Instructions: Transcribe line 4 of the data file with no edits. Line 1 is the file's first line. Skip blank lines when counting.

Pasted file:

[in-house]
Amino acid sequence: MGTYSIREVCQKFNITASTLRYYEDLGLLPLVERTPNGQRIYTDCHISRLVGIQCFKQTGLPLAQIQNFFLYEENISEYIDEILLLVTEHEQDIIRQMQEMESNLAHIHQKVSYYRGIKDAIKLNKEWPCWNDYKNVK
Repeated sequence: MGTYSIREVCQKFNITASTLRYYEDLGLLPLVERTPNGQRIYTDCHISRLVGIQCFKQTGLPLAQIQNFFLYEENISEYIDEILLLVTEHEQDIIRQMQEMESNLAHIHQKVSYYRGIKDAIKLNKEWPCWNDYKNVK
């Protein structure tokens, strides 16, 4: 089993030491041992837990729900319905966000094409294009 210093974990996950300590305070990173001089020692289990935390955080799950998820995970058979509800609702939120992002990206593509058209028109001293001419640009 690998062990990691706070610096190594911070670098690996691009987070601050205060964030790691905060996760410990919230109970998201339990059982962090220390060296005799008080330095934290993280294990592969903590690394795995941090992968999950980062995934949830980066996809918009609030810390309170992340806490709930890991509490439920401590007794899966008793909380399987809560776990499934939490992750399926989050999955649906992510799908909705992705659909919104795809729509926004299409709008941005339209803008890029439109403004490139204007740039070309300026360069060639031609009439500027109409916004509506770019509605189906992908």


């Protein structure tokens, strides 16, 4: 089993030491041992837990729900319905966000094409294009 210093974990996950300590305070990173001089020692289990935390955080799950998820995970058979509800609702939120992002990206593509058209028109001293001419640009 690998062990990691706070610096190594911070670098690996691009987070601050205060964030790691905060996760410990919230109970998201339990059982962090220390060296005799008080330095934290993280294990592969903590690394795995941090992968999950980062995934949830980066996809918009609030810390309170992340806490709930890991509490439920401590007794899966008793909380399987809560776990499934939490992750399926989050999955649906992510799908909705992705659909919104795809729509926004299409709008941005339209803008890029439109403004490139204007740039070309300026360069060639031609009439500027109409916004509506770019509605189906992908």